Author(s): Paulus MP, Geyer MA, Gold LH, Mandell AJ
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Abstract Measures of complexity derived from ergodic theory of dynamical systems were developed and applied to an exemplary data set describing locomotor movements of rats in a bounded space. A symbolic dynamical system was obtained by partitioning the event space into equally probable partition elements, using a k-dimensional tree. The measures calculated from the symbolic sequences included the topological entropy (ht)--i.e., the rate of increase of all possible sequences with increasing sequence length--and the metric entropy (hm)--i.e., the rate of increase of all likely sequences with increasing sequence length. These measures were used to assess changes in rat locomotor behavior as recorded in the behavioral pattern monitor (BPM) that were induced by amphetamine (0.25, 0.50, 1.0, or 2.0 mg/kg) and 3,4-methylenedioxymethamphetamine (MDMA; 1.25, 2.5, 5.0, or 10.0 mg/kg). Amphetamine increased the mean activity, ht, and hm. MDMA resulted in a monotonic dose-response curve for activity but exhibited a biphasic dose response in ht and hm. In particular, some animals in the higher dose groups showed a ht in the range of the saline controls, whereas other animals exhibited a significantly reduced ht and a greater decrease in hm, suggesting that two different behavioral reactions coexist within the same higher dose range of MDMA. An important implication of our method is that, in applied ergodic measure-theoretic approaches, the partition that determines the elements of the symbolic dynamical system should not be specified a priori on abstract mathematical grounds but should be chosen relative to its significance with respect to the data set in question. Here, the animal constructs its own spatiotemporal partition in behavioral phase space.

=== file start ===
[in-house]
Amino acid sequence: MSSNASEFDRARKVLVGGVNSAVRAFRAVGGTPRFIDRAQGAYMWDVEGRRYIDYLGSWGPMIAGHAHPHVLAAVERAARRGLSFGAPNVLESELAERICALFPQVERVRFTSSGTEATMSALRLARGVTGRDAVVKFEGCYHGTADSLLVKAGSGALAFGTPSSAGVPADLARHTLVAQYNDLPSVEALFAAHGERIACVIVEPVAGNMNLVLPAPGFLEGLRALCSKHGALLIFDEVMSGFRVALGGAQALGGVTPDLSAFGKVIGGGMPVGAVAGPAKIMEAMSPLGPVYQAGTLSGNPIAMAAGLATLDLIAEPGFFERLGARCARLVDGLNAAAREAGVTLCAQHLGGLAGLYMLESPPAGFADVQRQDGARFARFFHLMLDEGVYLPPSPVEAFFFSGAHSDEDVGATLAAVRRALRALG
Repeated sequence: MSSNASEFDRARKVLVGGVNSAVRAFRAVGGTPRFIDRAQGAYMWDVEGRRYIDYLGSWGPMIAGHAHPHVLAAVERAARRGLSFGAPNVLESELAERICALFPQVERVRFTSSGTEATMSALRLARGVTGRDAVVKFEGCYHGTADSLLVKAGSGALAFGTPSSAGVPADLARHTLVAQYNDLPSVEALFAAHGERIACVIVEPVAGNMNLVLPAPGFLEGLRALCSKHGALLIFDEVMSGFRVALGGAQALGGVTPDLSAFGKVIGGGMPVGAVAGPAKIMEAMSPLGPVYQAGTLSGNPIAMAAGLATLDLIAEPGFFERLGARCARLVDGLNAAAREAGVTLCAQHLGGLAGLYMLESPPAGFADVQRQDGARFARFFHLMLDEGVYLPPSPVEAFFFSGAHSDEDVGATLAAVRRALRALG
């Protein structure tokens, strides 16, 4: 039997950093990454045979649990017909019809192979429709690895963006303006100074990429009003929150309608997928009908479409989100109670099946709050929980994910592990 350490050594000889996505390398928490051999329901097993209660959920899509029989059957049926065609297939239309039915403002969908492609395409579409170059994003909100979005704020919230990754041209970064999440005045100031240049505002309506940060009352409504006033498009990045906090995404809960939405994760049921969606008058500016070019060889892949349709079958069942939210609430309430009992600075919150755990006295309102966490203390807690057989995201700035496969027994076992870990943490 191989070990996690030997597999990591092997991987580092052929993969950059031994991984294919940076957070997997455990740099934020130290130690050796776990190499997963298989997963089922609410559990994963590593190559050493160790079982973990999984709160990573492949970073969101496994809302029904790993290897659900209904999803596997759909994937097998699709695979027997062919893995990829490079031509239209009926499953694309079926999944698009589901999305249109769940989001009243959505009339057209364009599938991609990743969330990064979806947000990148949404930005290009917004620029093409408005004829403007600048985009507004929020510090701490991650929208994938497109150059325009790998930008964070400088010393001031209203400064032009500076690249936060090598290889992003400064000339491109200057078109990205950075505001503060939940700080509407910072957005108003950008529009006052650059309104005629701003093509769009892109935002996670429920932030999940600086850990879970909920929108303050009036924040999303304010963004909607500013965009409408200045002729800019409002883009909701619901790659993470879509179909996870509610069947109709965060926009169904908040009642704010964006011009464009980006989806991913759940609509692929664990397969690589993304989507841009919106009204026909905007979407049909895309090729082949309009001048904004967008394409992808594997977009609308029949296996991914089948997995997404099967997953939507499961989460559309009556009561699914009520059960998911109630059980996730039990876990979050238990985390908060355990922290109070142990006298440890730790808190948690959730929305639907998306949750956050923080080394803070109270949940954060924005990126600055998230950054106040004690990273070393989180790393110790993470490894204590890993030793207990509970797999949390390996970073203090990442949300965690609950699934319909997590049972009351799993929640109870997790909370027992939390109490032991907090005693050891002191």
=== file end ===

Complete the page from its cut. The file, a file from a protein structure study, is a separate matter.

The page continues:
This article was published in Proc Natl Acad Sci U S A
and referenced in International Journal of Neurorehabilitation